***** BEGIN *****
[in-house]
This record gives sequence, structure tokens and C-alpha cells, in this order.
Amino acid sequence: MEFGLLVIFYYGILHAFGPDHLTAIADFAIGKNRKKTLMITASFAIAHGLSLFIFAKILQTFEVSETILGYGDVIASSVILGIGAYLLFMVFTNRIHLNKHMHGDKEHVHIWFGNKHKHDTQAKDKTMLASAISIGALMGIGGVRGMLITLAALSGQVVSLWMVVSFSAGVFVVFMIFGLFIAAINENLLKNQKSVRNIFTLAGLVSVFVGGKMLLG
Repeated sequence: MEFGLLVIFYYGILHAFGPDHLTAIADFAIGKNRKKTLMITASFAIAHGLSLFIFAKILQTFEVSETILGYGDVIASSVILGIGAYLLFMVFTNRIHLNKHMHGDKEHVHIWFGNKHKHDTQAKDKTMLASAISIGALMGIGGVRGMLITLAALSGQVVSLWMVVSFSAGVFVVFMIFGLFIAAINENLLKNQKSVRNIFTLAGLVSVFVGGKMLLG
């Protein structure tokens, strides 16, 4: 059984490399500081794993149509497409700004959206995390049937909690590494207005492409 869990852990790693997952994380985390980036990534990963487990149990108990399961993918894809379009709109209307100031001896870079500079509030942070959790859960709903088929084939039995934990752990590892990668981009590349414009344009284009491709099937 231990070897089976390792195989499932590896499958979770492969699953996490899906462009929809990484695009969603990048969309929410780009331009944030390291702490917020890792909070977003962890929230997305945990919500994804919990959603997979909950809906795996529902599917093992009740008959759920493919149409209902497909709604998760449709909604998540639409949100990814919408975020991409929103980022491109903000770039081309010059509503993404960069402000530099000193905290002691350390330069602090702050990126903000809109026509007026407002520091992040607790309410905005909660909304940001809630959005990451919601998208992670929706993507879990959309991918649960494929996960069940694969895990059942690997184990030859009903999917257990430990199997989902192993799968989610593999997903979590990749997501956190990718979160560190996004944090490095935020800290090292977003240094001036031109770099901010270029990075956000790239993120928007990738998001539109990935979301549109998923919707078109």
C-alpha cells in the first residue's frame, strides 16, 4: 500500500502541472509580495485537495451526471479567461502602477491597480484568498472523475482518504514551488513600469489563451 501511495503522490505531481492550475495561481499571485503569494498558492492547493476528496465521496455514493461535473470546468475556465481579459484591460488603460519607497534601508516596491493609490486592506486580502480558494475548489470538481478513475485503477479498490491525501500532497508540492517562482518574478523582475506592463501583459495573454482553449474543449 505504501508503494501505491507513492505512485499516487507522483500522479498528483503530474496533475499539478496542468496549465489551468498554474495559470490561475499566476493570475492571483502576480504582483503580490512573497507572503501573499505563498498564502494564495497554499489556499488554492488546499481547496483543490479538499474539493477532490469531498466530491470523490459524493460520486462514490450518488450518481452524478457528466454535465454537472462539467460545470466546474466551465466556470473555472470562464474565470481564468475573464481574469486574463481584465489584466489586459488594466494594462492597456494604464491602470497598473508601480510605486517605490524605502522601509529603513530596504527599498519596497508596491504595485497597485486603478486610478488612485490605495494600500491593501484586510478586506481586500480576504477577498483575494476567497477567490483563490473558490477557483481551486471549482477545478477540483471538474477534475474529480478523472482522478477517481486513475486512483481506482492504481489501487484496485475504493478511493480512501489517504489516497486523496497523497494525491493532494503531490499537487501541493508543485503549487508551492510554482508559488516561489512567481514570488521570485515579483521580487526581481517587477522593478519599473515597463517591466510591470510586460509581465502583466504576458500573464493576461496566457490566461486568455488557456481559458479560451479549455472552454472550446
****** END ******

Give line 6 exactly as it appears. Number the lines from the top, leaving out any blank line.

C-alpha cells in the first residue's frame, strides 16, 4: 500500500502541472509580495485537495451526471479567461502602477491597480484568498472523475482518504514551488513600469489563451 501511495503522490505531481492550475495561481499571485503569494498558492492547493476528496465521496455514493461535473470546468475556465481579459484591460488603460519607497534601508516596491493609490486592506486580502480558494475548489470538481478513475485503477479498490491525501500532497508540492517562482518574478523582475506592463501583459495573454482553449474543449 505504501508503494501505491507513492505512485499516487507522483500522479498528483503530474496533475499539478496542468496549465489551468498554474495559470490561475499566476493570475492571483502576480504582483503580490512573497507572503501573499505563498498564502494564495497554499489556499488554492488546499481547496483543490479538499474539493477532490469531498466530491470523490459524493460520486462514490450518488450518481452524478457528466454535465454537472462539467460545470466546474466551465466556470473555472470562464474565470481564468475573464481574469486574463481584465489584466489586459488594466494594462492597456494604464491602470497598473508601480510605486517605490524605502522601509529603513530596504527599498519596497508596491504595485497597485486603478486610478488612485490605495494600500491593501484586510478586506481586500480576504477577498483575494476567497477567490483563490473558490477557483481551486471549482477545478477540483471538474477534475474529480478523472482522478477517481486513475486512483481506482492504481489501487484496485475504493478511493480512501489517504489516497486523496497523497494525491493532494503531490499537487501541493508543485503549487508551492510554482508559488516561489512567481514570488521570485515579483521580487526581481517587477522593478519599473515597463517591466510591470510586460509581465502583466504576458500573464493576461496566457490566461486568455488557456481559458479560451479549455472552454472550446